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Still doin’ it: Steve Wynn at Valentine’s.

photo :Joe Putrock

These Days
By Kirsten Ferguson

Steve Wynn and the Miracle 3, the Silos, the Good Earth Band
Valentine’s, Jan. 21

If there is a fountain of youth out there, secreted in a place that most age-ravaged rockers can’t find, than Steve Wynn has it tapped. The seemingly ageless songwriter, who released The Days of Wine and Roses with Dream Syndicate 23 years ago, somehow looked even younger on Friday than he did during his last Albany appearance in 2001. The guy was practically glowing onstage, even though the former Californian now lives in New York, where he surely suffers from the same sun-deprived winter climate that gave us frigid weather for Friday night’s show at Valentine’s.

Given the freeze, not many people ventured out, a situation that plagued Wynn’s December show at Valentine’s three years ago (perhaps he should try another season next time, if we are lucky enough to have a next time). The 30 to 40 people in attendance, a small crowd with more than its share of local-music critics, found the club to be pleasantly toasty, though. “It’s Friday night and this is the warmest place in town,” Wynn joked. For those not lucky enough to be standing under one of the heaters shooting hot air down from the ceiling, there was plenty of onstage heat coming off Wynn and his band the Miracle 3.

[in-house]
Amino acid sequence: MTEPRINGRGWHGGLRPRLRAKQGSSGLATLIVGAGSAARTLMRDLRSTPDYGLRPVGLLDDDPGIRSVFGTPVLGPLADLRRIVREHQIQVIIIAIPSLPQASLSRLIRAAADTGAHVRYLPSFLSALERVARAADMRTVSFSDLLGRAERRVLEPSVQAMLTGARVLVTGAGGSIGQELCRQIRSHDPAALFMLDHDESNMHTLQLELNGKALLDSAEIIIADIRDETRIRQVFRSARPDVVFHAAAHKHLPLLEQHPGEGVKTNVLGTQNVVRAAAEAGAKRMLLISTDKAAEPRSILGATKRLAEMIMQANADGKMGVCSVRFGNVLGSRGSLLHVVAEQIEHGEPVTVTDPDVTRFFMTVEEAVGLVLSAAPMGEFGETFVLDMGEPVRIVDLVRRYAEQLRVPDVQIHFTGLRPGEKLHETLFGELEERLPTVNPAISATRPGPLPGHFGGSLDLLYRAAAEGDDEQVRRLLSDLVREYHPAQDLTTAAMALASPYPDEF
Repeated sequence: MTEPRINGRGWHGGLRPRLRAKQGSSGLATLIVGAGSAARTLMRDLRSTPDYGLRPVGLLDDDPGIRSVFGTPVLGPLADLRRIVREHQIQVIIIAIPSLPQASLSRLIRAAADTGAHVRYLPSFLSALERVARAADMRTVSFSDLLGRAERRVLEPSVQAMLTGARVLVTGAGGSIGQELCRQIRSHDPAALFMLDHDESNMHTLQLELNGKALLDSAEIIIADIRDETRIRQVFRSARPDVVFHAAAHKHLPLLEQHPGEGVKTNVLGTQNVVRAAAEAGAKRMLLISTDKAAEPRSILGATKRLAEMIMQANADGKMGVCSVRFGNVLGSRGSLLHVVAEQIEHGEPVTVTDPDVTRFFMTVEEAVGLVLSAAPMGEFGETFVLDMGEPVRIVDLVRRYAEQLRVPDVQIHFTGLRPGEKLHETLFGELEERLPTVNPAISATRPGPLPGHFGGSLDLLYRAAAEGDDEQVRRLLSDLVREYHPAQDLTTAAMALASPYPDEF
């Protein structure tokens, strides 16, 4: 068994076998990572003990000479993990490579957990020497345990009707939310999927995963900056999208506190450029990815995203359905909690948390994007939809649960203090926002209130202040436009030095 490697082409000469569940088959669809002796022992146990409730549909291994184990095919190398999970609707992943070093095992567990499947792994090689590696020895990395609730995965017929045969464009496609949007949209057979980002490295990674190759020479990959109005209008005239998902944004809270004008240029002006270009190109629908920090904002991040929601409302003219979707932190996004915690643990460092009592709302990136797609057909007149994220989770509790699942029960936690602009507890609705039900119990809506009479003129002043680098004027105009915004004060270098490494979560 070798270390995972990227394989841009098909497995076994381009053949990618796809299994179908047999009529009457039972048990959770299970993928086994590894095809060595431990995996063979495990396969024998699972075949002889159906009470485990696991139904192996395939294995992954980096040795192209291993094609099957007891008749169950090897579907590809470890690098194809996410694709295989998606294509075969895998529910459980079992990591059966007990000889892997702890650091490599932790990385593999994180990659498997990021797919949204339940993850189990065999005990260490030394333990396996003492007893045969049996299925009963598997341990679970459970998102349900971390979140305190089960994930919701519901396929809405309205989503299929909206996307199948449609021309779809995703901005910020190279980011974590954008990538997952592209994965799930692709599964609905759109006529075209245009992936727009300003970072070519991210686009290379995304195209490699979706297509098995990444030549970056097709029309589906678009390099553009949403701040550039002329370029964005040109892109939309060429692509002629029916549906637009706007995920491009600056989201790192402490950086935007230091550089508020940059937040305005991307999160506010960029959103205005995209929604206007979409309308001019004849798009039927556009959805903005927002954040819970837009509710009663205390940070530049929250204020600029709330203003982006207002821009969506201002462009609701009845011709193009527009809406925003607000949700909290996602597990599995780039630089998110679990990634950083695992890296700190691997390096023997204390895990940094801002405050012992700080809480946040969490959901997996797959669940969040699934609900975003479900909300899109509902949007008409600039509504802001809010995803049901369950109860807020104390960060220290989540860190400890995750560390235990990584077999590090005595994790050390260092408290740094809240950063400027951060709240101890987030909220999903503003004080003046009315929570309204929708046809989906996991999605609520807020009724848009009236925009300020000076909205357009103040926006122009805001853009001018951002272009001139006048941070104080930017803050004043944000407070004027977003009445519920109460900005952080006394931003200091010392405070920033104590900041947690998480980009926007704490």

In his last Albany appearance, Wynn and his band played every song on the touchstone The Days of Wine and Roses album to celebrate its 20th anniversary and reissue by Rhino. There was chemistry in the air then, and Friday night’s show was no different, with Wynn and guitarist Jason Victor inciting each other into the sort of frenzied guitar wig-outs that made the 1991 show so electric. (Though it was no cock-off, in the way that some rock guitarists showboat; both Victor and Wynn are unassuming types.)

Despite his current status as an East Coast resident, Wynn spends a lot of time revisiting the West in song. He started his set with “Death Valley Rain,” a searing desert noir epic from 2001’s critically acclaimed double album Here Come the Miracles and then followed with the lighter “California Style,” from 2003’s Static Transmission. Wynn’s band support these days is exceptional, with Dave DeCastro on bass and Linda Pitmon, who played in ’90s band Zuzu’s Petals, rocking out on the drums. Those who dismiss Wynn as a faded ’80s rocker are missing out on one of the best performers to visit Albany on occasion; he and his band have the ability to wrap the listener in a charged, hair-raising sort of electricity.

After the fatalistic “What Comes After,” Wynn tried out a mini-set of new songs—including “Wired,” “Freak Star” and “Wild Mercury”—for a road test. “I hope you enjoyed it. That was half of my new album,” Wynn said before returning to older fare with The Days of Wine and Roses classic “When You Smile.” The night’s most intense whammy-bar workout came during “That’s What You Always Say,” and then Wynn fielded requests with “Merrittville” and “Halloween” closing the set.